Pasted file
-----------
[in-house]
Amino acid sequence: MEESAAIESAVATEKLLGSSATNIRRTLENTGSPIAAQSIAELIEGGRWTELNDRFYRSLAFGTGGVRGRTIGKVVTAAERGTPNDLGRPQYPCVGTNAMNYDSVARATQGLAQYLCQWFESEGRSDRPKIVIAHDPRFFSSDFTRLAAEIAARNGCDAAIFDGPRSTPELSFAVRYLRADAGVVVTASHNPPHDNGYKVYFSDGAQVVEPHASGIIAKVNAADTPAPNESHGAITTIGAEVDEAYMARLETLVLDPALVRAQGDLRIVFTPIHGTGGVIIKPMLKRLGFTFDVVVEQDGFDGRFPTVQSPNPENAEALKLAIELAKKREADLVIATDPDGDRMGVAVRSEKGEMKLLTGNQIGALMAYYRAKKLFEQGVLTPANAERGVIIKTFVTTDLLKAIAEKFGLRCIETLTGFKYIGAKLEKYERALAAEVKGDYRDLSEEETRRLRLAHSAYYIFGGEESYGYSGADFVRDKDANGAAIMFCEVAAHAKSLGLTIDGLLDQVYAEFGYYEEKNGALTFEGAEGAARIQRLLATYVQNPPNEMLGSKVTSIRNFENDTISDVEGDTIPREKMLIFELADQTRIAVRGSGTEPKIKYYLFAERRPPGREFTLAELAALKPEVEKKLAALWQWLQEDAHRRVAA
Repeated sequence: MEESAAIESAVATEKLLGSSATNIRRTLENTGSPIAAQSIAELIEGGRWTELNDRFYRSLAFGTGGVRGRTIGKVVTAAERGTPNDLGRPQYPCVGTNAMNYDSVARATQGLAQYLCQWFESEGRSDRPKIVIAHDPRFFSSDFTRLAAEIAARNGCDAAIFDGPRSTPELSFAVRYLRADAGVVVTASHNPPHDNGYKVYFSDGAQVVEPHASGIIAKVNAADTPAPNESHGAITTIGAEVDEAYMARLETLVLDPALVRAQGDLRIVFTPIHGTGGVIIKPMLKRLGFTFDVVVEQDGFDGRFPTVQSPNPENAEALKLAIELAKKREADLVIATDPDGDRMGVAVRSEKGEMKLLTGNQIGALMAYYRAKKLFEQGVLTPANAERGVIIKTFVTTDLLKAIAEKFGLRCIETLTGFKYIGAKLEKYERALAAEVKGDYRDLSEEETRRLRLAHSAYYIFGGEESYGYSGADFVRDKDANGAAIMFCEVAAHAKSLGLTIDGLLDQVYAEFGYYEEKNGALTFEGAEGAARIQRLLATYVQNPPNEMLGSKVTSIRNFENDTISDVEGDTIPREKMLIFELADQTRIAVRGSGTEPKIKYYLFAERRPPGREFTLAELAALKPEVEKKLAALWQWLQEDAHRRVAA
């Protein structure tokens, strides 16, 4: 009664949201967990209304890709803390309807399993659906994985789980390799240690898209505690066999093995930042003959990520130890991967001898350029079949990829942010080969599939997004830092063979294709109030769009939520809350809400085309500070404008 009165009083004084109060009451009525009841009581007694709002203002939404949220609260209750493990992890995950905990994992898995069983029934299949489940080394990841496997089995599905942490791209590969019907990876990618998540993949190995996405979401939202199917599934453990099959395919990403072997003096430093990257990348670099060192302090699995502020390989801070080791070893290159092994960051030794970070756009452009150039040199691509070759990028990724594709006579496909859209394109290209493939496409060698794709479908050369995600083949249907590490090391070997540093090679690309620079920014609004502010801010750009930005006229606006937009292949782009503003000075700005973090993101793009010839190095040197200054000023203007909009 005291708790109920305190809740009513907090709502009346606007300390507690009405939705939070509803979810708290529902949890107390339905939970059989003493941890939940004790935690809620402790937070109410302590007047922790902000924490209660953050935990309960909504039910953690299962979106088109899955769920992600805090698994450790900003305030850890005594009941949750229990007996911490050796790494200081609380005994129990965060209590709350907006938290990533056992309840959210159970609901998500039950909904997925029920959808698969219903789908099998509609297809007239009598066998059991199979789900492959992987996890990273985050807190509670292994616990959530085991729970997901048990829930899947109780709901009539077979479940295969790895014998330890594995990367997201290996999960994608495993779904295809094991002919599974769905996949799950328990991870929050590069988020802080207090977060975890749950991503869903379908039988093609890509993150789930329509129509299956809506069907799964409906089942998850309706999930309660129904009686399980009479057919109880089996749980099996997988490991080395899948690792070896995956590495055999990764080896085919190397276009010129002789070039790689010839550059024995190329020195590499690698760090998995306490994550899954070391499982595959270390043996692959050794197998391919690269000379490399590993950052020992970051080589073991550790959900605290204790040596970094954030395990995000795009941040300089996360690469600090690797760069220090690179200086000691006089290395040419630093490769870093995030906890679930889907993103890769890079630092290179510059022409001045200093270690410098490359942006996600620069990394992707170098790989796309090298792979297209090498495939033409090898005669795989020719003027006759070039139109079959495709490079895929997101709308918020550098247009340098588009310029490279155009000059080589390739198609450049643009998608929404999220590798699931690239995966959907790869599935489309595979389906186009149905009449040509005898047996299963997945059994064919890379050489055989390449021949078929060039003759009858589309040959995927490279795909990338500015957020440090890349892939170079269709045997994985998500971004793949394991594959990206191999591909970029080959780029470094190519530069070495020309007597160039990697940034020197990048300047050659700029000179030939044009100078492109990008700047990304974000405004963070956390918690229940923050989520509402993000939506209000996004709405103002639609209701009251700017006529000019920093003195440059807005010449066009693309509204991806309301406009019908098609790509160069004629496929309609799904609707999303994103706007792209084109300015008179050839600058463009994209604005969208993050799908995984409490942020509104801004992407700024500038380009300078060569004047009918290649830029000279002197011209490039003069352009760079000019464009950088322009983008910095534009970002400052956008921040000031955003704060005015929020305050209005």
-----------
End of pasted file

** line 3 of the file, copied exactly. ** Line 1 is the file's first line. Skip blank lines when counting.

Repeated sequence: MEESAAIESAVATEKLLGSSATNIRRTLENTGSPIAAQSIAELIEGGRWTELNDRFYRSLAFGTGGVRGRTIGKVVTAAERGTPNDLGRPQYPCVGTNAMNYDSVARATQGLAQYLCQWFESEGRSDRPKIVIAHDPRFFSSDFTRLAAEIAARNGCDAAIFDGPRSTPELSFAVRYLRADAGVVVTASHNPPHDNGYKVYFSDGAQVVEPHASGIIAKVNAADTPAPNESHGAITTIGAEVDEAYMARLETLVLDPALVRAQGDLRIVFTPIHGTGGVIIKPMLKRLGFTFDVVVEQDGFDGRFPTVQSPNPENAEALKLAIELAKKREADLVIATDPDGDRMGVAVRSEKGEMKLLTGNQIGALMAYYRAKKLFEQGVLTPANAERGVIIKTFVTTDLLKAIAEKFGLRCIETLTGFKYIGAKLEKYERALAAEVKGDYRDLSEEETRRLRLAHSAYYIFGGEESYGYSGADFVRDKDANGAAIMFCEVAAHAKSLGLTIDGLLDQVYAEFGYYEEKNGALTFEGAEGAARIQRLLATYVQNPPNEMLGSKVTSIRNFENDTISDVEGDTIPREKMLIFELADQTRIAVRGSGTEPKIKYYLFAERRPPGREFTLAELAALKPEVEKKLAALWQWLQEDAHRRVAA